The transistor is a very nonlinear device, so the output signal current in the load resistor is not a faithful amplification of the input signal at the emitter unless the signal amplitude is small. For purposes of estimating the amplifier behavior, the assumption is made that the signal amplitudes are very small so the amplifier appears to behave as a linear circuit. Under these circumstances, the transistor can be approximated by a linear circuit composed of resistors called the hybrid pi model. The linear small-signal approximation to the circuit using the transistor hybrid pi model is shown in the figure with a few algebraic expressions derived by application of Kirchhoff's current law. This circuit is used to determine the Norton current (the short-circuit current) of the buffer.

The value of the Norton current is the output current through a short-circuit load, that is, with *R _{L}* = 0. From the small-signal circuit on the right, this current is

*i*, which is found by equating the values of the emitter voltage found from the output and the input sides of the circuit:

_{O}and:

Equating these expressions, the Norton current is found as:

where the approximation holds because *R _{L}* is taken as zero for a short-circuit output condition, and because

*g*>> 1. The input resistance

_{m}r_{O}*R*is likely to be quite large (if it were not the signal driver would be better represented as a Thévenin source with a small series

_{S}*R*) so the parallel resistance

_{S}*R*is approximately

_{S}//r_{π}*r*, and the Norton current is approximately:

_{π}where *g _{m}r_{π} = ß*. Inasmuch as ß is probably over 100, the Norton current is very nearly the same as the signal current (current gain is nearly unity).

To apply Norton's theorem, the resistance of the circuit looking back into the circuit from the output node is needed. That is accomplished using the second small-signal circuit. To determine the Norton impedance, the signal source is turned off (open-circuited), a test current *i _{x}* is applied to the output, and the resulting voltage at the output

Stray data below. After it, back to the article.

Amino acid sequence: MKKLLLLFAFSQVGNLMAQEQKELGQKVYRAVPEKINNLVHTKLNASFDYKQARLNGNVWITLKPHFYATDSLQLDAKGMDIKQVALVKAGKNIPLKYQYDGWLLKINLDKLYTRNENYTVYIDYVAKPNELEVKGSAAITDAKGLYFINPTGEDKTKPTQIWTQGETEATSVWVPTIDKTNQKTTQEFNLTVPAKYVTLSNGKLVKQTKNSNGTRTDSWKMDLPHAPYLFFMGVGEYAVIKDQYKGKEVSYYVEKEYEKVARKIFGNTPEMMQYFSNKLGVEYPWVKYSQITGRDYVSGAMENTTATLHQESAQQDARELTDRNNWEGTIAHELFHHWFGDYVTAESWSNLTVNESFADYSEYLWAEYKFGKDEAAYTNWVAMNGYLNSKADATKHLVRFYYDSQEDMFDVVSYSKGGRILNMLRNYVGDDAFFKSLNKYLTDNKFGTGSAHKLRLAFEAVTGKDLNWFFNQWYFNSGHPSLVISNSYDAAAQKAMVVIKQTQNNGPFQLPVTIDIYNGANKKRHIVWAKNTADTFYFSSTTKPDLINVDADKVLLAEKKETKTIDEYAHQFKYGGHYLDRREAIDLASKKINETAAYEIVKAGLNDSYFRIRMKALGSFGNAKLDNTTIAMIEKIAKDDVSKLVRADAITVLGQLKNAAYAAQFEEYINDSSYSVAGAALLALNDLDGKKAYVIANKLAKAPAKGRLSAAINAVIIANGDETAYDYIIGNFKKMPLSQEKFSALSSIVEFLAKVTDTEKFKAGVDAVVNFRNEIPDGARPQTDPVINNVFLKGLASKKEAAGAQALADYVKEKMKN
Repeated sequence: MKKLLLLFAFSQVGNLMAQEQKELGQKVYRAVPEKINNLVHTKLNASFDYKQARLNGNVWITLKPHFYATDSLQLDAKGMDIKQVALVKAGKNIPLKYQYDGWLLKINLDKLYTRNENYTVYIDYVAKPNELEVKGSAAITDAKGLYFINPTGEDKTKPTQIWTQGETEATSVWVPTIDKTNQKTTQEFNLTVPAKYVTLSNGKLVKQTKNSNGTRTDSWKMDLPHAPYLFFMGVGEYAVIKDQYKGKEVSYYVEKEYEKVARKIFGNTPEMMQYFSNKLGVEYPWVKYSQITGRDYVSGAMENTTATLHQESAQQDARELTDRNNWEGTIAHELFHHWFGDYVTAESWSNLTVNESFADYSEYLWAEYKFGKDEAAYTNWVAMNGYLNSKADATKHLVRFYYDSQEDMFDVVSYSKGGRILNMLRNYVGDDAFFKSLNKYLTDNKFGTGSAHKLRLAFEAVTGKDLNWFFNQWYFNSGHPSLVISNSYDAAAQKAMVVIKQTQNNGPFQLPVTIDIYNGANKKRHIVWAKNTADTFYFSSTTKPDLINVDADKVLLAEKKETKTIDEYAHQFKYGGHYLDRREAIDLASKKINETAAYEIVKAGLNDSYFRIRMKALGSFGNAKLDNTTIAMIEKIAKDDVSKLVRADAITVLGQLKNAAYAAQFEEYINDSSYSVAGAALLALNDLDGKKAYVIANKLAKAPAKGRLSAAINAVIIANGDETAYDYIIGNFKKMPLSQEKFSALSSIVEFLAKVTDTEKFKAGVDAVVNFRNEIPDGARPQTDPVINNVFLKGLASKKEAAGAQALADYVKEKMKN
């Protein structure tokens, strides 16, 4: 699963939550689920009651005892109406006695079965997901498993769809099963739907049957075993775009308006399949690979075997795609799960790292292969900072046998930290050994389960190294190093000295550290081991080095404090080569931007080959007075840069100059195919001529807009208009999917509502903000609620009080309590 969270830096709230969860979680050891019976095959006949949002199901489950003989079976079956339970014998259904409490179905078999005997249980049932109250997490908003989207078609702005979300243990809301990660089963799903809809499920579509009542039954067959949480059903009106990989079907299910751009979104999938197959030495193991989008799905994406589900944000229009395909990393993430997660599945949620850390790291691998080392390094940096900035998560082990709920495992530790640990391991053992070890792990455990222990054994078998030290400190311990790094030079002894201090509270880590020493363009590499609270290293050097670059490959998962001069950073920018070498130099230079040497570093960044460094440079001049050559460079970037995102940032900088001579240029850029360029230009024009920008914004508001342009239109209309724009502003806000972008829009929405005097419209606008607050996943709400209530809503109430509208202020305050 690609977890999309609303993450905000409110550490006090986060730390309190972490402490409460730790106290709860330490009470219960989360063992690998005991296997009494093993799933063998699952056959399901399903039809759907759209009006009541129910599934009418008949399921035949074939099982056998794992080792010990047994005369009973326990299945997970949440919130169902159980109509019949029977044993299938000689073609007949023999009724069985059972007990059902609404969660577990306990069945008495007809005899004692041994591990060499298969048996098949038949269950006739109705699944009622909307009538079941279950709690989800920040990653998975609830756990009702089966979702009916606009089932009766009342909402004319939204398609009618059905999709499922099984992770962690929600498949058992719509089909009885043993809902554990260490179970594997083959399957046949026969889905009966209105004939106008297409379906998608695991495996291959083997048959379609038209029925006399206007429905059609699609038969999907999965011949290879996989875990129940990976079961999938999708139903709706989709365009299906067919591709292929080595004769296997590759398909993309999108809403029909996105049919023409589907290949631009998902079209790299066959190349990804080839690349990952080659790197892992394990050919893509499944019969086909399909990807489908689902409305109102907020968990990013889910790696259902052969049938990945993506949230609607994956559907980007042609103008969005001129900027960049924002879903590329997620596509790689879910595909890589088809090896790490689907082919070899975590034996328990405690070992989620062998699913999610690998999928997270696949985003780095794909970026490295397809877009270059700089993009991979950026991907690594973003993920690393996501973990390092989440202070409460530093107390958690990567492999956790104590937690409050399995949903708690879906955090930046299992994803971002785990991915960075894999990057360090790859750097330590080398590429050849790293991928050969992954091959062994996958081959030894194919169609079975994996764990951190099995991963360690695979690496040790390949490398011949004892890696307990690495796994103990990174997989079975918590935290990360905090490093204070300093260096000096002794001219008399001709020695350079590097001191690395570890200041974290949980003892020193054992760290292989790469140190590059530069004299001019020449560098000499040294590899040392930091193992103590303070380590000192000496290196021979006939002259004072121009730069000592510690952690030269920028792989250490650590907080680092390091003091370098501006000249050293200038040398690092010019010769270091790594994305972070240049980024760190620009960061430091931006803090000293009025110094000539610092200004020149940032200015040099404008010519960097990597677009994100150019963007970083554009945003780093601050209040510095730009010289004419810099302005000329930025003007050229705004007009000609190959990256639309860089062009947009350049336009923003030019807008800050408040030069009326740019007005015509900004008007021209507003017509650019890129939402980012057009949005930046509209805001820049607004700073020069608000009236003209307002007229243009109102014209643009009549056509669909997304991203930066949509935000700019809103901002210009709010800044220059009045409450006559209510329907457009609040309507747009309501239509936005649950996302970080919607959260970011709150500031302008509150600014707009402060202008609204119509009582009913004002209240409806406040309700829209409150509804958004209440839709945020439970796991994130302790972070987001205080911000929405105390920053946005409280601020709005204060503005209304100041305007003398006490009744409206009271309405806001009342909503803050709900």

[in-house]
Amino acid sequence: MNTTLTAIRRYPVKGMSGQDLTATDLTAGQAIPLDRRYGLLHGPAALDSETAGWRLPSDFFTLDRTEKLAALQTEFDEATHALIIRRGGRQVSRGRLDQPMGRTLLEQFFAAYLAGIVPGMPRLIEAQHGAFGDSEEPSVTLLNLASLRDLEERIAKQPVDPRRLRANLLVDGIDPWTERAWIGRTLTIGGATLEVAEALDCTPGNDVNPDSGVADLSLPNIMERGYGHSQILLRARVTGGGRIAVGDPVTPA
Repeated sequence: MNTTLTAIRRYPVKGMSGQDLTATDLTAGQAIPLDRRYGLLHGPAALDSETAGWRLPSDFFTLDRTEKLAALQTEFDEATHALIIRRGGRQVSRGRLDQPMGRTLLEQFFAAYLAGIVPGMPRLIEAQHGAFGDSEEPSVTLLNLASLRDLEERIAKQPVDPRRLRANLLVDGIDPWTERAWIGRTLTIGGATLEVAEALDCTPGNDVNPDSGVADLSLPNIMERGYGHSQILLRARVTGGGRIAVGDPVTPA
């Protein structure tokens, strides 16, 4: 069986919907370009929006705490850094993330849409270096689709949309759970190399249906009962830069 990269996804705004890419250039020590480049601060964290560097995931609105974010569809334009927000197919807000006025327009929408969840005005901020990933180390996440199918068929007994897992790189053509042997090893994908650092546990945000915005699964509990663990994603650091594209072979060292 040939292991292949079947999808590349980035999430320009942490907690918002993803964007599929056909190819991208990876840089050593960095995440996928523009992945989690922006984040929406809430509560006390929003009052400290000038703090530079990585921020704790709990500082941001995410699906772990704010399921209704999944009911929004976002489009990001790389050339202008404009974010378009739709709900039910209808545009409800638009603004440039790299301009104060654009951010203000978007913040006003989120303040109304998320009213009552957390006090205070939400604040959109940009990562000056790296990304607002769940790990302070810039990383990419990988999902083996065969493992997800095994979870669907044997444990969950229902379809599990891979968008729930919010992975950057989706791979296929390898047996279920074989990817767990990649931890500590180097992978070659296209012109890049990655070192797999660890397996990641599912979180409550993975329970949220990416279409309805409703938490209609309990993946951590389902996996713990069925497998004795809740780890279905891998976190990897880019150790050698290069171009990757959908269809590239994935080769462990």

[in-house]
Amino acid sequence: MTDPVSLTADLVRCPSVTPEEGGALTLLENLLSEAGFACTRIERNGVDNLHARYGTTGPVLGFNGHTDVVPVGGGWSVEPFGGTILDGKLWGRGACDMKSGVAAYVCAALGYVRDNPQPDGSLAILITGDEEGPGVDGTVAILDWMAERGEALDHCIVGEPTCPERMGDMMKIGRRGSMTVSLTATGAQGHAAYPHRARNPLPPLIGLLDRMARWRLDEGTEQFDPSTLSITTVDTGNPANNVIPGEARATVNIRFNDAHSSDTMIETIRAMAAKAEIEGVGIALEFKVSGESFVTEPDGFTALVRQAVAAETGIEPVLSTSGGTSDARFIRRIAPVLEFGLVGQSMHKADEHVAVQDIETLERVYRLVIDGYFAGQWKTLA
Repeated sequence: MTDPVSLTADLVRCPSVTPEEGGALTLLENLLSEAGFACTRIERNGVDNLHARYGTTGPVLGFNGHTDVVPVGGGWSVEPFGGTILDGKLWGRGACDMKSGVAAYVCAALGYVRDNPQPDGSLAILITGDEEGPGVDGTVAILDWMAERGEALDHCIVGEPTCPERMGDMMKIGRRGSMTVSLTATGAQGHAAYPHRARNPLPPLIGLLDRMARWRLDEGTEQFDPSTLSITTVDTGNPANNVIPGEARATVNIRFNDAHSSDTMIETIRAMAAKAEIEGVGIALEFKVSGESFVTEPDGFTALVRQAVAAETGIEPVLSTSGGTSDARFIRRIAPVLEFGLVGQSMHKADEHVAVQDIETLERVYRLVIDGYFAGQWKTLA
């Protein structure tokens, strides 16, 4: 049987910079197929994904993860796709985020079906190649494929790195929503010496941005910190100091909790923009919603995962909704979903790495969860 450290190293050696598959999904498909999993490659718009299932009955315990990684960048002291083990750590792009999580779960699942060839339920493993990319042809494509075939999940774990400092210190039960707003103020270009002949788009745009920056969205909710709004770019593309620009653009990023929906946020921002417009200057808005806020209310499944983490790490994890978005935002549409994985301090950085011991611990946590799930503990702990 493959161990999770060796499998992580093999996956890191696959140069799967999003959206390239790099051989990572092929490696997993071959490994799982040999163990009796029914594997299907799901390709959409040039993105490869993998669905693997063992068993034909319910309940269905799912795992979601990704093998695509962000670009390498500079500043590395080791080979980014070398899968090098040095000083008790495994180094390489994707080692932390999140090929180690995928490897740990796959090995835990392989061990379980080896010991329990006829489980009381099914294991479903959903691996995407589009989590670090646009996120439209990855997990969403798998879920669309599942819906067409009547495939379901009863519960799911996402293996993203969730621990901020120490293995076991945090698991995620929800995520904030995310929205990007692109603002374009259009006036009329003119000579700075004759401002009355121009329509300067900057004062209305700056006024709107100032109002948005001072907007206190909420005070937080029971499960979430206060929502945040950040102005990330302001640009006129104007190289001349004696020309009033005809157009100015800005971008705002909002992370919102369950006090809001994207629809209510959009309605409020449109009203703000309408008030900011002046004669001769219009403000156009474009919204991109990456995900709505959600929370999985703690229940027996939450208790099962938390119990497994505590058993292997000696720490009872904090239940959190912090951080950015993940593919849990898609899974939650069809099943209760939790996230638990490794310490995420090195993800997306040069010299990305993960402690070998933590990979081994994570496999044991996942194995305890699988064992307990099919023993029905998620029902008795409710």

*v*is determined. Applying Ohm's law to obtain the voltage

_{x}*v*at the emitter node, one finds:

_{E}and

Equating these two expressions the corresponding resistance is:

The impedance *Z _{O}* is seen at the collector looking into the circuit at the point where current

*i*is injected, after the parallel resistors

_{O}*(R*).

_{C}//R_{L}The output resistance is found looking backward from the load, so *R _{L}* is removed from the circuit, leaving only

*R*in parallel with

_{C}*Z*. Therefore, the Norton impedance is:

_{O}If this circuit is realized using a simple resistor *R _{C}*, the likelihood is that

*Z*>>

_{O}*R*, in which case the current division predicted by the Norton equivalent circuit places

_{C}*R*in parallel with the load. The success of this circuit thus depends upon how large

_{C}*R*is compared to the driver resistance

_{C}*R*, and limitations imposed upon signal swings limit how large

_{S}*R*can be. To avoid losing signal current to

_{C}*R*and thus reducing signal current to the load, a large

_{C}*R*is desirable. For this reason, this circuit is better implemented using a load circuit that involves more transistors, an

_{C}*active load*. Such techniques can greatly increase the effective

*R*; as the effective

_{C}*R*increases, the upper limit upon the Norton resistance is

_{C}*Z*, which is likely to be considerably larger than the driver impedance

_{O}*R*because:

_{S}which is considerably larger than *r _{O}*, itself a large resistance. Thus, favorable current division can be achieved with this buffer circuit modified to use an active load.

## References

- ↑
Adel S Sedra and Kenneth C Smith (1998). “Appendix E: Some useful network theorems”,
*Microelectronic circuits*, 4rth ed. Oxford University Press, pp. E-1*ff*. ISBN 0-19-511690-9.